This uncertainty is one of the reasons why the Davis Cup needs to make changes to its format and schedule. I'll go into all of that in a separate blog post, but suffice to say that healthy top players who play for their country in Davis Cup make for a better Davis Cup, and the possibility of a country like Belgium winning the whole thing would be less likely and less controversial. I'm not knocking Belgium (it seems that way, but I'm not), but you can't be a serious Davis Cup contender with just a David Goffin, just like Canada can't be with just a Milos Raonic. I think if these countries had multiple singles players ranked much higher than they are, the optics of them winning the Davis Cup would be much more presentable.
Davis Cup World Group 2017 Picks
Argentina v Italy: Winner - Argentina (only if Del Potro plays. If he doesn't show, it's a toss up. It will be a heroic effort for Italy to win away).
Germany v Belgium: Winner - Belgium (Belgium gets another easy draw. I don't see them losing this with Goffin. If he doesn't show, it's a toss up).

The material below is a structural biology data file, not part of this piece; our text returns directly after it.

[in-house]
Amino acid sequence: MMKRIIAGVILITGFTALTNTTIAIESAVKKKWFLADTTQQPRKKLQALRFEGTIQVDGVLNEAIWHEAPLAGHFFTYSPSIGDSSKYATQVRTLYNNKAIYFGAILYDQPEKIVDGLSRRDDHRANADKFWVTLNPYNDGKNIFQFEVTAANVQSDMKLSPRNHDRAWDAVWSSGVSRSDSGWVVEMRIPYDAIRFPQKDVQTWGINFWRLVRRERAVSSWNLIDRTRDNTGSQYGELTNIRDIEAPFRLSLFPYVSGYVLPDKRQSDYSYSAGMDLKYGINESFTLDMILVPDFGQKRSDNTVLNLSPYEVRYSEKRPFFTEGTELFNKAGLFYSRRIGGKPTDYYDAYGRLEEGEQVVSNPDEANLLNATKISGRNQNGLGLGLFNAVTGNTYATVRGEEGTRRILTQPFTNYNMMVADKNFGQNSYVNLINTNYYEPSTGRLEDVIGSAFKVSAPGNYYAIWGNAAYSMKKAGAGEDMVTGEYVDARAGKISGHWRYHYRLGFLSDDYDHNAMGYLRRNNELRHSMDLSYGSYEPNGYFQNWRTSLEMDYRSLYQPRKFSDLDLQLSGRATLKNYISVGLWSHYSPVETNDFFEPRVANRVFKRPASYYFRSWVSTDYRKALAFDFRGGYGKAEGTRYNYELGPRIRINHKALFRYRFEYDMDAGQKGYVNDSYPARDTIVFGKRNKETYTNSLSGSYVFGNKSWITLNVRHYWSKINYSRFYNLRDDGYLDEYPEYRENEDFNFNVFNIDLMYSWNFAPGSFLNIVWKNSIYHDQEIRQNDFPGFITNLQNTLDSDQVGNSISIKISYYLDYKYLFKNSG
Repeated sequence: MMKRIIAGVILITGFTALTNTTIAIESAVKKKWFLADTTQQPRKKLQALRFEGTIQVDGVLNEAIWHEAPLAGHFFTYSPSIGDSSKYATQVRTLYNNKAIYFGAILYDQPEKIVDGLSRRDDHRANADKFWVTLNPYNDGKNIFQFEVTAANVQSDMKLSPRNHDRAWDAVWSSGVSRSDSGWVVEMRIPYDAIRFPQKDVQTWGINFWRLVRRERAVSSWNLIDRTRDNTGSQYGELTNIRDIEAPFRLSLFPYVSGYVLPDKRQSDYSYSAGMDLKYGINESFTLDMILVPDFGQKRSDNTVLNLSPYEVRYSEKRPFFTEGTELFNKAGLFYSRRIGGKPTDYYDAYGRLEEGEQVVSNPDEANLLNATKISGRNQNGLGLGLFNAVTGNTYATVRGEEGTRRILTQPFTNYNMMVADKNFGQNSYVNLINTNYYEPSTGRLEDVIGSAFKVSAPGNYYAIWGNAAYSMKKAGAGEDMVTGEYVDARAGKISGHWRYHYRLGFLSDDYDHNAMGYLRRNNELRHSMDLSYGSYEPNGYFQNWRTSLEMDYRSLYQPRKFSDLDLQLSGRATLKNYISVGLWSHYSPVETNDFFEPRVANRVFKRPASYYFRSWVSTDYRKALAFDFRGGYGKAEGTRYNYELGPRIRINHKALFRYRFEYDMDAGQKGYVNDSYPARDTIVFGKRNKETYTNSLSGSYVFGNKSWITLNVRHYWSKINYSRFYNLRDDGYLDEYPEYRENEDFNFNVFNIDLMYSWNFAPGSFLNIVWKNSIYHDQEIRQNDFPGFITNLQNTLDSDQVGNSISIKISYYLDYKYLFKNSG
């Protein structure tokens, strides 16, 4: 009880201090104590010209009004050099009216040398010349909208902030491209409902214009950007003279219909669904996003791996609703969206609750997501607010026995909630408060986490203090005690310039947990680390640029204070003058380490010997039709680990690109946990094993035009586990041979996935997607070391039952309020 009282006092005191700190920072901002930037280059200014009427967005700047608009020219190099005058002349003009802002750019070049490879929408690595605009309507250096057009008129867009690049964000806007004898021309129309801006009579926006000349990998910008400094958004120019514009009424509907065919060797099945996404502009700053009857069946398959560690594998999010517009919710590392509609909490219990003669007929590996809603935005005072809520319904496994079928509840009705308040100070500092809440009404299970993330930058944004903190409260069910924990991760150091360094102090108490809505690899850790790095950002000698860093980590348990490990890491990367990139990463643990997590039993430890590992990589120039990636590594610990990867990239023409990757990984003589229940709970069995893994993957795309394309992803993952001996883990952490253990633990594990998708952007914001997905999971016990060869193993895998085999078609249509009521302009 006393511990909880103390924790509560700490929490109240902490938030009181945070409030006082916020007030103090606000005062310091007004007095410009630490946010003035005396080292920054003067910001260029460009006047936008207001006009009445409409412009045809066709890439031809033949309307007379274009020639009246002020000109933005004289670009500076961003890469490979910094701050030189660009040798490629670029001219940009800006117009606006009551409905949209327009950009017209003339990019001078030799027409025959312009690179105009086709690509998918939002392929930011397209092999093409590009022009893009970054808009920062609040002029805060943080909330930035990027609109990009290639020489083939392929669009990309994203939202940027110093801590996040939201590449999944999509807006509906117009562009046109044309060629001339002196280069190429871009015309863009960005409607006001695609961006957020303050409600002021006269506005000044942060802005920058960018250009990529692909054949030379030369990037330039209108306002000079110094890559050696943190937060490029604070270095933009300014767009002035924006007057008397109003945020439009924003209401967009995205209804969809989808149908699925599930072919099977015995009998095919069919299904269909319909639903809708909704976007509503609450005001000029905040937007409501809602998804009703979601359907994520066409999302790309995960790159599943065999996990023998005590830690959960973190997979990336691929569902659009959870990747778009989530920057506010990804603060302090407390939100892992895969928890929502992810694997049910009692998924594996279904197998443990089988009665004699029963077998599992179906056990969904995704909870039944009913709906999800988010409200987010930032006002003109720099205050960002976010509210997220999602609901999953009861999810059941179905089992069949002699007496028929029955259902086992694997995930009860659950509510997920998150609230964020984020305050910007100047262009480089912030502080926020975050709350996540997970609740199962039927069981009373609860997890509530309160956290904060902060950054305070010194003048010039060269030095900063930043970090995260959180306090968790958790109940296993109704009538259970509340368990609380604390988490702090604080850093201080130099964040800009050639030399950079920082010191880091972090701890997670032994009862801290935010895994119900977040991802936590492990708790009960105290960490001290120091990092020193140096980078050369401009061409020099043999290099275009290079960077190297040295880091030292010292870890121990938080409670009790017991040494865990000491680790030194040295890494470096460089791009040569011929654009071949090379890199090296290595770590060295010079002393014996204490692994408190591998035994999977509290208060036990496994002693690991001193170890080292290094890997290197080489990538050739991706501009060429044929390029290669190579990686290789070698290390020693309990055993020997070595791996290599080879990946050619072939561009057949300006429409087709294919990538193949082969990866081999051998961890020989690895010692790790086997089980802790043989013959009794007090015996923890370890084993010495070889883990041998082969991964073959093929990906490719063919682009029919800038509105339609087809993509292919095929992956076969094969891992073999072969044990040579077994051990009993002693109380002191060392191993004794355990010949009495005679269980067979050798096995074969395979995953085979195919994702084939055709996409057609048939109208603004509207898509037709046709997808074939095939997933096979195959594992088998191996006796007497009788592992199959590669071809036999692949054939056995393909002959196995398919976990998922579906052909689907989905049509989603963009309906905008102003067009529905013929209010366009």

Australia v Czech Republic: Winner - Australia (As irritating and unfocused as Nick K. and Bernard T. are, they should have no problem winning this at home - if they are named to the team).
USA v Switzerland: Winner - Switzerland (only if Wawrinka plays. If both he and Federer skip this, it'll be over 3-0 quickly).
Japan v France: Winner - France (France is so deep, they could send their C team and still win. Again, you can't front Nishikori as the whole team and win).
Canada v Great Britain: Winner - Great Britain (only if Andy Murray shows up. If he doesn't and Canada sends their A team, it will be very close. The key for victory for GB is his brother Jaime Murray. He's a top doubles player and that's a key point).
Serbia v. Russia: Winner - Serbia (only if Djokovic shows up. If he doesn't I think Russia will be motivated enough to get through).